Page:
My goal in dealing with an ex-Christian involved in a bad lifestyle is that I want to be their friend, but they must be aware of my view. That is a condition of me being their friend. And I want an opportunity to discuss these things should they come up naturally. I don’t want to be the initiator, but if the topic comes up, I want freedom to state my view, and respect to complete my thoughts and state my evidence. My goal with this person is not to give tacit approval to what they are doing by just acting like one of their normal friends and keeping my mouth shut so as not to offend them. My goal is to be present in their lives as someone who they know for sure disagrees with what they are doing and is intelligent and informed about his disagreement. In short, I am willing to trade spending time with them and doing activities with them (what they want) in order to get the freedom to intelligently and respectfully disagree with them about their lifestyle ( what God wants me to do with them, as his ambassador to them).

Moreover, if the opportunity never arises to state and defend my disagreement with their lifestyle, then I’m going to allocate less and less time to that relationship, since God is not being allowed into the relationship. I work for God, and I want him to be a factor in everything I do. In what I say, in how I spend my time and money, and so on. When I started my first job, the atheists used to offer to discuss spiritual things with me if I had a beer with them. I agreed to that, because they knew that I would only give them what they wanted – friendship – if I got what I wanted – the opportunity to be myself and be given time to explain my beliefs and my reasons for holding them without being interrupted or mocked. They were willing to let me do this, though, because they knew what I was talking about, so that’s on me to prepare to sound intelligent in order to deserve the opportunity to be heard. You have to decide if this person is going to allow you to be an ambassador. That is the criterion for deciding whether to have a relationship with them or not.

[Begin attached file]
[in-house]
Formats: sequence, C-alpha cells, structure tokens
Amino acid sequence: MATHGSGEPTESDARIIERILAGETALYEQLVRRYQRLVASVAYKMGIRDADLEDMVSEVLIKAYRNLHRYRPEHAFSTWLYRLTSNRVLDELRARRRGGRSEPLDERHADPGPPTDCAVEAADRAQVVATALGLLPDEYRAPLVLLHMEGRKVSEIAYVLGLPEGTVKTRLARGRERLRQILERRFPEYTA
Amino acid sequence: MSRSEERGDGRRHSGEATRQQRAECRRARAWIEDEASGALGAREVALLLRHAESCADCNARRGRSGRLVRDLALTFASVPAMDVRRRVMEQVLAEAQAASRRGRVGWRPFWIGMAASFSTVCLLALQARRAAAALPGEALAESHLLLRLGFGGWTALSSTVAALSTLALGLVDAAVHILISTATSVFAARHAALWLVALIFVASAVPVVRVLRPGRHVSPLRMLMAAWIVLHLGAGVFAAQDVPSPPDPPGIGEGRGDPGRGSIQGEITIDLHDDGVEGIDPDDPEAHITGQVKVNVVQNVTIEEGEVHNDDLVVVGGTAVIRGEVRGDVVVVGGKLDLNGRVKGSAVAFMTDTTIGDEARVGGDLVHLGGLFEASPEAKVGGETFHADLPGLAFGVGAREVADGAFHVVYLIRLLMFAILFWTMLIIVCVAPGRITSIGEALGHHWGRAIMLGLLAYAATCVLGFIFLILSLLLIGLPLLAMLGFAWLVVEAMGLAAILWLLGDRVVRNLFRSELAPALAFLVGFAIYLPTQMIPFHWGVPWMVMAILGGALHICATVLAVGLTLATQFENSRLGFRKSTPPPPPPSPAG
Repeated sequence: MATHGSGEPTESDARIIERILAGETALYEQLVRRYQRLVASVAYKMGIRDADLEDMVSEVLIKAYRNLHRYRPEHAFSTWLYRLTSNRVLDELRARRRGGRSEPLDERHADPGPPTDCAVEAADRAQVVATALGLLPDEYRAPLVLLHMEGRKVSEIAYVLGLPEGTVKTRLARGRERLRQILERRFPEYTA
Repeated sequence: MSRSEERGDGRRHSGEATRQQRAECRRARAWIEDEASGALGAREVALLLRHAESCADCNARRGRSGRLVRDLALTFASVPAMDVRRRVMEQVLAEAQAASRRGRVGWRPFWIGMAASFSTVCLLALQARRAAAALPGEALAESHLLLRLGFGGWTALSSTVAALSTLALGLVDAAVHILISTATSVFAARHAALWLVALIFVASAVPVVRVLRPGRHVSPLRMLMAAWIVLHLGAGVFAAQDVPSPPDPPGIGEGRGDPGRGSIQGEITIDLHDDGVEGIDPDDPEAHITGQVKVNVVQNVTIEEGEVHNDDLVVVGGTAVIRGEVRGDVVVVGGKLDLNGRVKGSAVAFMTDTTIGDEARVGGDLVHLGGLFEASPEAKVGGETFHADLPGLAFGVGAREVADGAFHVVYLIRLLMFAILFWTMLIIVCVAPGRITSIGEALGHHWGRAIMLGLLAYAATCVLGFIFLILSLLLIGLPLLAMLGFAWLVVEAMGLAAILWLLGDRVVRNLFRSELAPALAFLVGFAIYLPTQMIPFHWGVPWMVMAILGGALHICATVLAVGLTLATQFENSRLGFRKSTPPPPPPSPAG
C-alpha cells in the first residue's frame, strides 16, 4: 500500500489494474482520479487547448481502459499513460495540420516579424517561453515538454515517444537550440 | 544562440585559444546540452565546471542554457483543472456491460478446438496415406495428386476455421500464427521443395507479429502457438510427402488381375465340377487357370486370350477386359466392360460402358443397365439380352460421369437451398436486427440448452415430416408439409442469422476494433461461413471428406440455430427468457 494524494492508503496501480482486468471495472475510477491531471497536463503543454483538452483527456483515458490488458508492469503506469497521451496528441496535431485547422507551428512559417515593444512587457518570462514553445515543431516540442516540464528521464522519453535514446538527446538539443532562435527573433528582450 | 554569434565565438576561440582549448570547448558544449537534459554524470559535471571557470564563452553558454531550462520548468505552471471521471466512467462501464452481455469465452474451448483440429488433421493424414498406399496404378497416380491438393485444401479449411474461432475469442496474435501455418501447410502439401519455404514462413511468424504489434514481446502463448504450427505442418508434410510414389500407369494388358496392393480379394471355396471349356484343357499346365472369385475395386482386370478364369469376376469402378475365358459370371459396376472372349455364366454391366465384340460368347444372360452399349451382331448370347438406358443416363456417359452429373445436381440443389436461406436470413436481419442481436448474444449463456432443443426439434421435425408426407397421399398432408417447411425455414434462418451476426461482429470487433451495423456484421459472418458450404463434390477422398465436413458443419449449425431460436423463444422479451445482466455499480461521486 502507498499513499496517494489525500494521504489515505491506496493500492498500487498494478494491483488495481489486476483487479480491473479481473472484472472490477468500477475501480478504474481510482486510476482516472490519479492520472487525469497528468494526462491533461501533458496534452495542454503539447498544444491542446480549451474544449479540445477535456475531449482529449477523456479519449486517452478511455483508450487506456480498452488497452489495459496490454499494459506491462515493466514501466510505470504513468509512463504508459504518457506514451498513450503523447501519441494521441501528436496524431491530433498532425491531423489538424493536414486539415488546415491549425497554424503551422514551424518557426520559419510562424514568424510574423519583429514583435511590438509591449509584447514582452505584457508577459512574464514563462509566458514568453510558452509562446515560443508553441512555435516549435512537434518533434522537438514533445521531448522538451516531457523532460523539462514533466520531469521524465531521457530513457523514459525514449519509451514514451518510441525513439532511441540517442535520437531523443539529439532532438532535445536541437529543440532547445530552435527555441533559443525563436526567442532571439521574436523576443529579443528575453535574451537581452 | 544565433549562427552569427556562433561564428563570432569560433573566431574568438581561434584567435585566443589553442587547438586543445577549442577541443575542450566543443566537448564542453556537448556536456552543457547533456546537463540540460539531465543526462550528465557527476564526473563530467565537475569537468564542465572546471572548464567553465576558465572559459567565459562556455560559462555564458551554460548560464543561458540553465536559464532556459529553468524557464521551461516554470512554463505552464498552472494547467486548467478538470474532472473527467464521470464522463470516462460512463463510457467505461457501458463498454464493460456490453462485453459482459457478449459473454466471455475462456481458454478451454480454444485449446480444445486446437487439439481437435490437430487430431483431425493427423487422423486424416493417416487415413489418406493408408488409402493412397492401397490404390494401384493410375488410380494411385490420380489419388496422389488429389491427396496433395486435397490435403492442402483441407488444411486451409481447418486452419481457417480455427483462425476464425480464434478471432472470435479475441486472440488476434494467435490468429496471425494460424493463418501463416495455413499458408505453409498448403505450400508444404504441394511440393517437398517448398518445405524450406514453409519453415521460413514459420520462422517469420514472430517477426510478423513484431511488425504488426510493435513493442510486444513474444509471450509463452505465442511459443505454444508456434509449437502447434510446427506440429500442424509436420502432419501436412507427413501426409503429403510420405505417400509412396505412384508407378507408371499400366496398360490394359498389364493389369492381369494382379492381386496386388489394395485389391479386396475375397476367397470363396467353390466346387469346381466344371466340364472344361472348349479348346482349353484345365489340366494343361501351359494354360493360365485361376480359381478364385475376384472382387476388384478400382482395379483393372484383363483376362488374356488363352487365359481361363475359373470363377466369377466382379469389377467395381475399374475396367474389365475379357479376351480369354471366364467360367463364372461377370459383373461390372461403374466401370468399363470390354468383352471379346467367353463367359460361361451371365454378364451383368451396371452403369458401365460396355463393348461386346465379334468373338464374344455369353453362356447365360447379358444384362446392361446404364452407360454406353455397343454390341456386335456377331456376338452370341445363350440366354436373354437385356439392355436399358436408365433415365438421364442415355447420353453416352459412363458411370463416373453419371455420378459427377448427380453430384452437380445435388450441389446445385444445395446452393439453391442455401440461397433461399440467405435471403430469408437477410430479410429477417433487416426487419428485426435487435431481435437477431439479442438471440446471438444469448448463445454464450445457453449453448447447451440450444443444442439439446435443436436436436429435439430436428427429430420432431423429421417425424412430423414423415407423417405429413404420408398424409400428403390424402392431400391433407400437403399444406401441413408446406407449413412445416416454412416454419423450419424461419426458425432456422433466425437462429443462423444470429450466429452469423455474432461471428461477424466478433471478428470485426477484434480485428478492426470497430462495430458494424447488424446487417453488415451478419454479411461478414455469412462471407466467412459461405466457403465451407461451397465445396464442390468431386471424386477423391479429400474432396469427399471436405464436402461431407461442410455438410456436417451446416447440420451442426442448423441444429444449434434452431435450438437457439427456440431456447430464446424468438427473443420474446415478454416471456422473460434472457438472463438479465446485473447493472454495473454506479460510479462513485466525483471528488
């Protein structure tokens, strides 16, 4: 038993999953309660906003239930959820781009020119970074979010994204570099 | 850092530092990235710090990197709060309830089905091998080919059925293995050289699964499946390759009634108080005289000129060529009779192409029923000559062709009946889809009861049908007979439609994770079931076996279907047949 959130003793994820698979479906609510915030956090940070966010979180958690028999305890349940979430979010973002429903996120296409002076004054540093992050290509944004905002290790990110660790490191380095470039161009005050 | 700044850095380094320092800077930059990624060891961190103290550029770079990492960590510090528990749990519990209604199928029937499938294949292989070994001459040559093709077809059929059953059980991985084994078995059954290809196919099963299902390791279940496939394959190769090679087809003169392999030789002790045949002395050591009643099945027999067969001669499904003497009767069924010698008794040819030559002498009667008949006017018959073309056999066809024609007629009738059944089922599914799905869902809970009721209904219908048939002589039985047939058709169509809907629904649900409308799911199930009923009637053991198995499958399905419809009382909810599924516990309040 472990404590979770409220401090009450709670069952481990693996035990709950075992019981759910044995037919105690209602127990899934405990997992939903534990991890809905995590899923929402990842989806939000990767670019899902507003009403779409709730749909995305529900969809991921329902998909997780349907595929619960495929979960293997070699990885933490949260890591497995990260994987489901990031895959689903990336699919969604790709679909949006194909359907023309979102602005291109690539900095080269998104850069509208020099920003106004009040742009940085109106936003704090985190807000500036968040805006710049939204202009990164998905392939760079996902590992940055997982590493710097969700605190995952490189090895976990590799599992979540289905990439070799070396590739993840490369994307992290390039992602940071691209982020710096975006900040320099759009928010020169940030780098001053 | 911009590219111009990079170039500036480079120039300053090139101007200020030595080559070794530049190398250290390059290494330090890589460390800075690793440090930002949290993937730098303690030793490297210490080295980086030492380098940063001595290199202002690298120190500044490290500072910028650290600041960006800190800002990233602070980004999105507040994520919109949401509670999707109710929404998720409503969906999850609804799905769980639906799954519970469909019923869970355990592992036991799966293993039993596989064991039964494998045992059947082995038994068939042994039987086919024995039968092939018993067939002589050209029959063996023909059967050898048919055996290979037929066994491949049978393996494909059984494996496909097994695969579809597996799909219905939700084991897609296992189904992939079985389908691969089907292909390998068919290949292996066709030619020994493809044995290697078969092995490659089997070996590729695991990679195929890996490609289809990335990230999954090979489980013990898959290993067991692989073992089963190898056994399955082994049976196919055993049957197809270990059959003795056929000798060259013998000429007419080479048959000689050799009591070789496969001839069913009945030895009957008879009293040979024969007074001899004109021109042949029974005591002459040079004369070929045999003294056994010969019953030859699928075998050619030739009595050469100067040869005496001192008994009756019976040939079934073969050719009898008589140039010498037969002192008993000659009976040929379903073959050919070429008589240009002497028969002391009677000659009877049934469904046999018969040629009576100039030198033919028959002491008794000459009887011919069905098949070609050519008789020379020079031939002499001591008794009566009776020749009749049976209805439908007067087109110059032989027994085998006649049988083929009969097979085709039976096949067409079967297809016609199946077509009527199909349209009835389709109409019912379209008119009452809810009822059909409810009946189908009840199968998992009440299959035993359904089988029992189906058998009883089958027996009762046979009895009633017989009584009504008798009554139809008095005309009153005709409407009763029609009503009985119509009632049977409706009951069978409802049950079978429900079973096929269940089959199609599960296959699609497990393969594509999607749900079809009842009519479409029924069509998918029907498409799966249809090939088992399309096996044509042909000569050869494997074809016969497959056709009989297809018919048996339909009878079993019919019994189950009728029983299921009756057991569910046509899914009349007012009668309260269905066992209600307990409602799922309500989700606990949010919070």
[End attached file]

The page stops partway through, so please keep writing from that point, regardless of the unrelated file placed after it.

Should you bring up the Bible and sin?

It depends. I think if the person is claiming to be a Christian, and under the authority of the Bible on moral issues, then you should investigate how they square their views with the Bible. You might have to pull in Robert Gagnon or Scott Klusendorf or some other expert to make the case that their behavior is against the Bible. But in my view, their claiming of the Bible as support is likely to be a smokescreen. Sinful people choose their behavior first, and the Bible is not going to be relevant to their decision making once they are into the lifestyle of sin. Labeling their behavior as sin, citing Bible verses, citing Christian leaders… that’s all going to be as useful as you citing a Hindu or a Mormon to convince me of an eternal universe would be. I don’t care about religious opinions when it comes to the universe, because I have a prior commitment to science. A smart ambassador knows not to use authorities that are not accepted by their audience. People who are habitually sinning do not accept the Bible as an authority. You can clarify what the Bible says if they bring it up, but don’t rest on the Bible to make your case.

The more you sweat in training, the less you bleed in battle

So what can you do to make your case? Well, your goal is to be allowed to express your disagreement and to state your reasons for disagreeing without being silenced or sanctioned. When they give you your opportunity to speak, you need to have prepared to sound as intelligent and relevant as possible. That means that you need to hit the books before you are asked, and find the reasons and the evidence for your view first. If the issue is binge-drinking and hooking up, you need to hit the books so you can find the peer-reviewed papers to deal with that. You might talk about oxytocin to counter casual sex, or you might talk about the cohabitation-instability link, or you might talk about how children are harmed by fatherlessness, etc. The point is that you want to have the perception among non-Christian peers that you are competent and informed apart from religion – which they don’t even accept. I find it amazing that Christians seem content to invoke their supposed righteousness in debates with people who don’t even accept the Bible. We need to not be so insulated in our own little Bible-cliques that we are no longer able to understand how to be persuasive to people who are outside the faith. You can’t invoke superior piety (alone) as an argument to someone who isn’t pious and doesn’t want to be pious.

Smoking is bad for your health